Sous les pavés la terre

Under the cobblestones, the soil (Translated by Detroit architect Marc Tirikian)
Liberation • Friday June 16, 2009

The place is a symbol in Detroit: Intersection of Lindwood and Gladstone, in a western part of the city. It is there that in 1967 there were violent racial riots that entranced the city and tarnished its reputation of a white population, which left for the distant suburbs. It is also there that the urban farming association-Urban Agriculture- maintains its biggest community garden, a size of a football stadium, in front of 2 dilapidated buildings whose facades are still black from flames, as if the riots occurred the night before.

Urban farming was started in 2005 by Taja Sevelle, the soul singer from Minneapolis, to whom Prince gave a recording contact in the 1980’s. Living for some years between Detroit, New York and LA, she has said to be shocked by the misery of the ‘Motor City’, who in spite of repeated claims to revitalize, does not cease to suffer with the decline of the auto industry. “The people don’t realize their level of poverty here. There are families that don’t eat when they are hungry.” Says she as she shows the tilled soil of Gladstone ready to receive the first seeds of the season. The experience started with 3 gardens and $5000. Today, the association boasts more than 500 gardens on 65 sites in the city. The gardeners are the beneficiaries who work by groups of 2 at least 2 times a week. The average size of a garden is about 100 sq. meters (900 sq, yards). The harvest of fruits and vegetables are distributed to the members of the association, but Taja Sevelle makes sure that there is free access to those who need it. No restrictions by the urban gardeners, “The people who need it often are ashamed to ask…here, they only have to serve themselves, we don’t ask questions”, says Taja.

Her mission is simply to abolish hunger in the world. Urban agriculture, she is convinced, is one of the ways to supply cities with sufficient food. She has already helped in starting hundreds of gardens in many American cities, including LA and New York. A collaborative project is staring for New Orleans.

Taja Sevelle is not alone in her battle. Before her, dozens of associations in Detroit, many of which were of the Garden Resources collective created in 2003, did urban agriculture pioneering. It’s true that with the thousands of vacant lots, mostly left abandoned, Detroit is a dream location for such an experiment. The city has more than 100 sq. kilometers (40 sq. miles) of vacant land, or about 30% of its total or the equivalent of San Francisco.

In addition to the 800 gardens it maintains, the Garden Resources collective gives gardening lessons and distributes seeds to its members all year long for $10. These members come from all sorts of social classes, says Ashley Atkinson, Director of Greening of Detroit, one of the founding associations for Garden Resources…..

….”The potential is there, confirms Ashley, dozens of commercial and restaurant businesses are already clients and desire more local products…all that is needed is for the city to work at a faster pace."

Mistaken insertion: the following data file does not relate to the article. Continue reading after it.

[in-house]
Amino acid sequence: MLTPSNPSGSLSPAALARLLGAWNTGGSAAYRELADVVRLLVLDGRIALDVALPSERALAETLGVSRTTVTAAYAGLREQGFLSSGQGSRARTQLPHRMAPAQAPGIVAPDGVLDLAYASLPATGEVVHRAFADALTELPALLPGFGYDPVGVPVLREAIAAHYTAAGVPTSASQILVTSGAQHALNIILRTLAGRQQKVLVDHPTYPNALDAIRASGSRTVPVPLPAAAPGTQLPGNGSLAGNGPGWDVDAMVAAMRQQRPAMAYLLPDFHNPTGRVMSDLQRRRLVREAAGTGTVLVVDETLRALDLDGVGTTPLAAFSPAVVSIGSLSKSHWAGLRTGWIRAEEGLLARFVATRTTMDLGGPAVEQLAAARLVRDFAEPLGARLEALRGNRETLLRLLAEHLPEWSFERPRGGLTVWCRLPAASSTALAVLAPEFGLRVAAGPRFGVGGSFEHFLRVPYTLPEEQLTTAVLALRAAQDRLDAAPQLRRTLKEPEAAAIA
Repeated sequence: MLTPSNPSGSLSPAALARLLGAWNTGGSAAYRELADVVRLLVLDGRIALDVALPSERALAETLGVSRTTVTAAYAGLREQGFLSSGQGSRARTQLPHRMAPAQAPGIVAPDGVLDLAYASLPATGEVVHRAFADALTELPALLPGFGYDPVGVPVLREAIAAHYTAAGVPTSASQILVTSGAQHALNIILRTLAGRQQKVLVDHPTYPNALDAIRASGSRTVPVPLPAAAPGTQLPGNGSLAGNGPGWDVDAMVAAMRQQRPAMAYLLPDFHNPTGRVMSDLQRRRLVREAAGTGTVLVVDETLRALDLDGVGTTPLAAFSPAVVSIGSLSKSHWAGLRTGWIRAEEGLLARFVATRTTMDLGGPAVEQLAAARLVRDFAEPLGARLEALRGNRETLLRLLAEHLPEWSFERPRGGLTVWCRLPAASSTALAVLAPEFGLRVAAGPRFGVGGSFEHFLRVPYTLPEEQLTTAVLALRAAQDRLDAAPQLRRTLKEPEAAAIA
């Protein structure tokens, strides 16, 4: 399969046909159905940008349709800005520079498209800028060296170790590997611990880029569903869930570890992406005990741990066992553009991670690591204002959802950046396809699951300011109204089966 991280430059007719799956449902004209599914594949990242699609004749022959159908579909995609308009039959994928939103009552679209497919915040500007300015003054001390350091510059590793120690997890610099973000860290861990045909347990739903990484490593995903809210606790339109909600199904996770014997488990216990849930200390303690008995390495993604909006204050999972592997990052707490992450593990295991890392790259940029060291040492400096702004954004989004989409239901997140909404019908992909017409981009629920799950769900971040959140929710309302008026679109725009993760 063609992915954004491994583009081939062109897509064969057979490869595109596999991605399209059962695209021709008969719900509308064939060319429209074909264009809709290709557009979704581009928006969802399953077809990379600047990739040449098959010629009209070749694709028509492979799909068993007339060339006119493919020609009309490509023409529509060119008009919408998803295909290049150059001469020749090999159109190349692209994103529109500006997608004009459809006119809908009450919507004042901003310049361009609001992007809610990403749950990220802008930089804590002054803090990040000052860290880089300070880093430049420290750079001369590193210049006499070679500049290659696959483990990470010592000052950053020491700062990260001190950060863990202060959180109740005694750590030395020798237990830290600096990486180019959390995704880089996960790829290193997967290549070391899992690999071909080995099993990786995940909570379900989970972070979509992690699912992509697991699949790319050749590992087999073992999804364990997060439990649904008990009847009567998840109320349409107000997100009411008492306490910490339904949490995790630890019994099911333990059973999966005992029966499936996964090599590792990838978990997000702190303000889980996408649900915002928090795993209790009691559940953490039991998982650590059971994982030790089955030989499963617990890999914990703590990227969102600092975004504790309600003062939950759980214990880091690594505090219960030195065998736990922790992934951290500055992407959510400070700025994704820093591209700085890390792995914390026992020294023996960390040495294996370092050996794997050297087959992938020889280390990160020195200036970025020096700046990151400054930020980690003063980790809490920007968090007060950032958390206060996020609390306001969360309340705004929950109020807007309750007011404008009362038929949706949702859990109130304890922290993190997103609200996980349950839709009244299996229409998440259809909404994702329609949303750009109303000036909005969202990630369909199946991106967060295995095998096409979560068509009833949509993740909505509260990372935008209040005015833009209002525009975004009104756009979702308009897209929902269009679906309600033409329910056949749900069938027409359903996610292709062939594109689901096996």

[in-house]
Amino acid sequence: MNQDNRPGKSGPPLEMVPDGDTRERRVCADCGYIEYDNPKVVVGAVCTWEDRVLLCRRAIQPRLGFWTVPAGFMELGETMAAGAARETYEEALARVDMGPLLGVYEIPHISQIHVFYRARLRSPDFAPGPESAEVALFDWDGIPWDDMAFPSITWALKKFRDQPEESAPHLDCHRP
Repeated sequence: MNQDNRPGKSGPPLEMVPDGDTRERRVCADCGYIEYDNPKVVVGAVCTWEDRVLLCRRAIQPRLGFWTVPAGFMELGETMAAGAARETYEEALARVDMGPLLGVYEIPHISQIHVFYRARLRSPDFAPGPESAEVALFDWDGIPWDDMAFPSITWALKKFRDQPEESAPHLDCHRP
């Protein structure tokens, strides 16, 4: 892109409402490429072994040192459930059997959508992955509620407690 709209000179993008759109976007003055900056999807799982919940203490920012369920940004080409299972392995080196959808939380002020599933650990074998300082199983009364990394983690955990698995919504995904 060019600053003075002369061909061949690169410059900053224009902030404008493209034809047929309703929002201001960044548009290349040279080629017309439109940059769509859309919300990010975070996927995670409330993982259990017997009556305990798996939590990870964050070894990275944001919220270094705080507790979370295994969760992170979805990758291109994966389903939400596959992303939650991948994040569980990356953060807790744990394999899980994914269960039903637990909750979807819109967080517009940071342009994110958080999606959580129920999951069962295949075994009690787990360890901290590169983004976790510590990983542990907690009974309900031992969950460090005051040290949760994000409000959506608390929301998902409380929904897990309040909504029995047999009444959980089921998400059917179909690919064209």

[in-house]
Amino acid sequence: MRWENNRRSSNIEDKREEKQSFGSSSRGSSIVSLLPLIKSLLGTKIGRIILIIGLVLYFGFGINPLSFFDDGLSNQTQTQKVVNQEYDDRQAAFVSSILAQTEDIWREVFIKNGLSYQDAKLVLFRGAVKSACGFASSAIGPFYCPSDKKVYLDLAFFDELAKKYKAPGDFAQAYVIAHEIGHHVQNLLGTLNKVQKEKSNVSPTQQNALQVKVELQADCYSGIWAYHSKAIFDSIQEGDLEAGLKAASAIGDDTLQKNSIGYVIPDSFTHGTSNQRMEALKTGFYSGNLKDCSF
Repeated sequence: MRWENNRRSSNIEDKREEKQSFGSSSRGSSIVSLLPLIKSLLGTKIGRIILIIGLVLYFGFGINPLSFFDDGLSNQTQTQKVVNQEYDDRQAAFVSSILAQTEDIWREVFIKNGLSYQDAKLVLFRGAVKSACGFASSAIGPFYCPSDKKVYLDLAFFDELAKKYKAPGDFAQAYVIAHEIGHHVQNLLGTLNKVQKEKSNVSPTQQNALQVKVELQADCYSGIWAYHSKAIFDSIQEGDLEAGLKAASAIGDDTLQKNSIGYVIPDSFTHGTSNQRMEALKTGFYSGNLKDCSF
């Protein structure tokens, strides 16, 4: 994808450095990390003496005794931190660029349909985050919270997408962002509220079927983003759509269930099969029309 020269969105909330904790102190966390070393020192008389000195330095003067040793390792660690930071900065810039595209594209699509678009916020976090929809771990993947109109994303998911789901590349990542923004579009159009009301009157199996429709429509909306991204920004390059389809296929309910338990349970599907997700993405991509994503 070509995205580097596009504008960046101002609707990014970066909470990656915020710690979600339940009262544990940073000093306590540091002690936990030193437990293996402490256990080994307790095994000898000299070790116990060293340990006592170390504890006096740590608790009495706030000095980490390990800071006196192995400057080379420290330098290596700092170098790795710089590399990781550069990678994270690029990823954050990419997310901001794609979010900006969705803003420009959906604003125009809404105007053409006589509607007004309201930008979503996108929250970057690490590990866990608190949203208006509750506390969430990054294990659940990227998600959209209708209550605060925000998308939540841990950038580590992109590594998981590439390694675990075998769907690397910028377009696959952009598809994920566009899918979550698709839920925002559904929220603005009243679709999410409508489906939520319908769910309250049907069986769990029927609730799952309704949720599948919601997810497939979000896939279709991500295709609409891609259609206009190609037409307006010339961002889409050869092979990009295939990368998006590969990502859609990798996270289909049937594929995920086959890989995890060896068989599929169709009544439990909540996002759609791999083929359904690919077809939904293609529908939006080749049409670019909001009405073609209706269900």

Faster pace? In accepting to grant larger lots to these urban farmers. For now, the city government ‘tolerates’ this new economic activity. “We give to those eligible a permit of one year and renewable”, explains Marge Winters, joint director of (Dept of) Land Development, “But we keep the right to recuperate the land if an investor becomes interested.”

This political “case by case” could quickly change with pressure from groups such as Greening of Detroit, who claim the largest cultivated area….and especially since private investors have promised to invest in this new urban revolution.

“Detroit is on the verge of change”, exults Ashley, who says she responds to dozens of national media each month.

A Detroit financier, John Hantz, just announced the first big commercial agricultural project, Hantz Farms.

“We have acquired 70 acres of land which we would like to cultivate next year”, explains Matt Allen, the project’s director who anxiously awaits the green light from the city. “We hope to buy the land which the city owns at an interesting price, and those privates lots at market price.” he explains.

Round Table: “The project is being studied, we still have to make it feasible”, says Marge Crawford, “all the while recognizing that the city is , in effect, under pressure to be more liberal and free-up the use of its lots.” In doing, she has activated a vast land census that could make properties available for agricultural uses, commercial or individual. “This city was built for 2 million people in 1950, we are now only 900,000 today,” pleads Matt Allen, “And we have a financial commitment. We will create hundreds of jobs, about 50 each year and the rest, seasonally.”

The enthusiasm for urban agriculture has not gone unnoticed by politicians. The Department of Agriculture has given funds for the collective Detroit Agriculture Network. And two weeks ago, the Obama Administration organized a round table meeting on the subject in inviting one of the leaders of the movement, Mike Allen, director of Growing Power in Wisconsin.“Its exciting news”, jubilates Marge Power, “We know that this administration is interested in urban agriculture, it has even set aside money for this in its plan to revitalize the economy.”